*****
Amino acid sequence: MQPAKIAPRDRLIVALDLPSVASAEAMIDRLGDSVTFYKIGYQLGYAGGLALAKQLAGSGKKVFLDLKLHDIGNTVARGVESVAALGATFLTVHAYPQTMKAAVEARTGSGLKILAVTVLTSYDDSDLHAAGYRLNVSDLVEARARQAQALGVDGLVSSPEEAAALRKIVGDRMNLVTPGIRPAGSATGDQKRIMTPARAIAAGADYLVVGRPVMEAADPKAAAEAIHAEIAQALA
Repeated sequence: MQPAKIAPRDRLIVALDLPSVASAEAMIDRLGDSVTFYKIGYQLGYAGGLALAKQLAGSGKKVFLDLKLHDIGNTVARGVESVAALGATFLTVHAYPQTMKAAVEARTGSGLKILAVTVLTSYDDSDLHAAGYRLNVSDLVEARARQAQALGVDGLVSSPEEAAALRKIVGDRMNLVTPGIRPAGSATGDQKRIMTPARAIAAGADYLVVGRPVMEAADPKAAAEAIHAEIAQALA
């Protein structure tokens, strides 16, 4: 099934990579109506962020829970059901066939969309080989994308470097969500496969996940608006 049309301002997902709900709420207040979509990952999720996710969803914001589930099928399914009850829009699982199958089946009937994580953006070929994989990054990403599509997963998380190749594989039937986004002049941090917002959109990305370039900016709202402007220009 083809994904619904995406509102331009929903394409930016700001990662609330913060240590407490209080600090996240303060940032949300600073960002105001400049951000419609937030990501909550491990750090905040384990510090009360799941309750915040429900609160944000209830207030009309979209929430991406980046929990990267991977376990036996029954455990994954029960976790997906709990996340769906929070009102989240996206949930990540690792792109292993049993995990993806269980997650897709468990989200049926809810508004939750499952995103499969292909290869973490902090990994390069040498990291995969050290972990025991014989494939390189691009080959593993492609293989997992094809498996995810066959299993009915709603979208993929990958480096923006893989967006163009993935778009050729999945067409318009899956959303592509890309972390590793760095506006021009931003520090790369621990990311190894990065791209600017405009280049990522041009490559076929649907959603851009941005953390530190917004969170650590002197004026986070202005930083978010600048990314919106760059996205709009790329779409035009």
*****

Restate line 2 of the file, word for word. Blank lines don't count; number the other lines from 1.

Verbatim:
Repeated sequence: MQPAKIAPRDRLIVALDLPSVASAEAMIDRLGDSVTFYKIGYQLGYAGGLALAKQLAGSGKKVFLDLKLHDIGNTVARGVESVAALGATFLTVHAYPQTMKAAVEARTGSGLKILAVTVLTSYDDSDLHAAGYRLNVSDLVEARARQAQALGVDGLVSSPEEAAALRKIVGDRMNLVTPGIRPAGSATGDQKRIMTPARAIAAGADYLVVGRPVMEAADPKAAAEAIHAEIAQALA